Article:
Bethesda is encouraging users to reset their passwords following a weekend security breach on the company's servers. In a blog post today, the developer explained that although no personal financial information or credit card data was stolen, the hackers have gained access to usernames, email addresses and passwords for all of the company's websites, including its community forums and Brink statistics site.

Bethesda didn't outwardly accuse any person or party for the attack, saying only that a "hacker group" is responsible. However, Lulz Security (LulzSec), the folks behind the recent Sony Pictures breach, have claimed accountability for the act. Through its Twitter account, the group admitted to having its sights set on Bethesda yesterday, and in fact has been poking around on the company's network for more than two months.

In its usual fashion, the group has released some of the swiped data via BitTorrent. When the group hacked Sony Pictures, it offered tons of sensitive user information along with Sony music coupons, the layout of Sony's database and more via BitTorrent. In that particular case, LulzSec gained entry with a simple SQL injection and found sensitive user data including addresses and passwords stored unencrypted.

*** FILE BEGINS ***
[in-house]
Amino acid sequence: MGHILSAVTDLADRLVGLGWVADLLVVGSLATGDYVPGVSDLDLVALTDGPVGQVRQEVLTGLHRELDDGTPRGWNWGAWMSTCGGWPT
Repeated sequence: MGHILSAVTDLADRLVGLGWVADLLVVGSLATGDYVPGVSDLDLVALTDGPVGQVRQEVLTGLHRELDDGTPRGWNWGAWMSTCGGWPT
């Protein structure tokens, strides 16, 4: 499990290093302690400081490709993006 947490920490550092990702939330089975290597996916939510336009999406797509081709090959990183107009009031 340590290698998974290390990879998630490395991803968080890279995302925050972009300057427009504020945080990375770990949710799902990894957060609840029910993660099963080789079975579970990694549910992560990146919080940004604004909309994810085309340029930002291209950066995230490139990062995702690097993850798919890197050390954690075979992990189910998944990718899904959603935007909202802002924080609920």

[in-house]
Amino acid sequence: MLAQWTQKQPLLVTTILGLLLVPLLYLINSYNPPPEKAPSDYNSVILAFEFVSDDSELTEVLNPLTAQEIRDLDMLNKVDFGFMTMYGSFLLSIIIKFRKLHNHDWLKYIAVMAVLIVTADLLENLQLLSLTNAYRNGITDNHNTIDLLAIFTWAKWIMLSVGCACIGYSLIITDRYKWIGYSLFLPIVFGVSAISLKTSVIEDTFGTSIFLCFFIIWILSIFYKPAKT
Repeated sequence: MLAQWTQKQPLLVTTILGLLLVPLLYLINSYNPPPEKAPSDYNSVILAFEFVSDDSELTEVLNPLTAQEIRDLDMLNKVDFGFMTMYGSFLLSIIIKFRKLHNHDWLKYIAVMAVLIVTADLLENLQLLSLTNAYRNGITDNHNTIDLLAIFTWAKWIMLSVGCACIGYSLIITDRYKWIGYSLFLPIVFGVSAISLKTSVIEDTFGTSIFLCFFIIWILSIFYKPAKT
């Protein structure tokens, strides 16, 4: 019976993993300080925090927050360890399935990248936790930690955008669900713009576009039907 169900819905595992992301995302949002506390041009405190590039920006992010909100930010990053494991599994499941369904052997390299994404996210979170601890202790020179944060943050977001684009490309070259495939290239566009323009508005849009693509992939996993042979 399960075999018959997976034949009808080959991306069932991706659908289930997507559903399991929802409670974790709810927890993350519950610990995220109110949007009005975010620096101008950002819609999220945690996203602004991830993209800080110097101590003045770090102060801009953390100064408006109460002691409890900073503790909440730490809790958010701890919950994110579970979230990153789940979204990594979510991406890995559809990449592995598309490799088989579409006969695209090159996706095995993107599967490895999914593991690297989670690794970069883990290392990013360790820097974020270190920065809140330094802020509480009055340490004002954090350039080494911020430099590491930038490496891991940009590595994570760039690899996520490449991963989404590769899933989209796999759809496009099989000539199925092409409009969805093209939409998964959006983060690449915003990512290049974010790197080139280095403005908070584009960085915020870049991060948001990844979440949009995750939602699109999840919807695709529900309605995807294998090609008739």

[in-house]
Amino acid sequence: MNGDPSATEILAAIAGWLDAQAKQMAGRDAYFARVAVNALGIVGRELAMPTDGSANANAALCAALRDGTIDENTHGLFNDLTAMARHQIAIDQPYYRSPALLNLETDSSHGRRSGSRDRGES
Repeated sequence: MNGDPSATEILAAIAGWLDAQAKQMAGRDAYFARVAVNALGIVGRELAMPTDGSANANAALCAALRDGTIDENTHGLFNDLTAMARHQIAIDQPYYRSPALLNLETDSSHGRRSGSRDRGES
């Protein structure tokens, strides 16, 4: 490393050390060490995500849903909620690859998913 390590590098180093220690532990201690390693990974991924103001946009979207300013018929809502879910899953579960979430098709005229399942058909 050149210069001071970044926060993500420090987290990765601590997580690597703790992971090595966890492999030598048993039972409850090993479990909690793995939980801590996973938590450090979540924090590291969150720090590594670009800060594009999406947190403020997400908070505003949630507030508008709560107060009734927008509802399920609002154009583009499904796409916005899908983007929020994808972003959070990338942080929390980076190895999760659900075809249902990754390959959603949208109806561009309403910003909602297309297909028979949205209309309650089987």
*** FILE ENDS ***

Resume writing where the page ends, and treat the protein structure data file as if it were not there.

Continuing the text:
It doesn't seem like Bethesda was quite as feeble, but LulzSec still snuck in. "Some weeks ago, we smashed into Brink with our heavy artillery Lulz Cannons and decided to switch to ninja mode. From our LFI entry point, we acquired command execution via local file inclusion of enemy fleet Apache vessel. We then found that the HTTPD had SSH auth keys, which let our ship SSH into other servers. See where this is going?"

"After mapping their internal network and thoroughly pillaging all of their servers, we grabbed all their source code and database passwords, which we proceeded to shift silently back to our storage deck." The torrent includes everything LulzSec swiped -- except the data of more than 200,000 Brink users. In a peculiar nod of respect, the group said it actually liked Bethesda and wanted to give it "one less thing to worry about."

Along with releasing Bethesda's data, LulzSec has published some internal data from Senate.gov. This follows less than a month after the US warned hackers that it would respond to cyber-attacks as any other hostile threat, including military force if deemed necessary. Just last week, the hacker collective Anonymous essentially told NATO to back off. "Do not make the mistake of challenging Anonymous," the group said.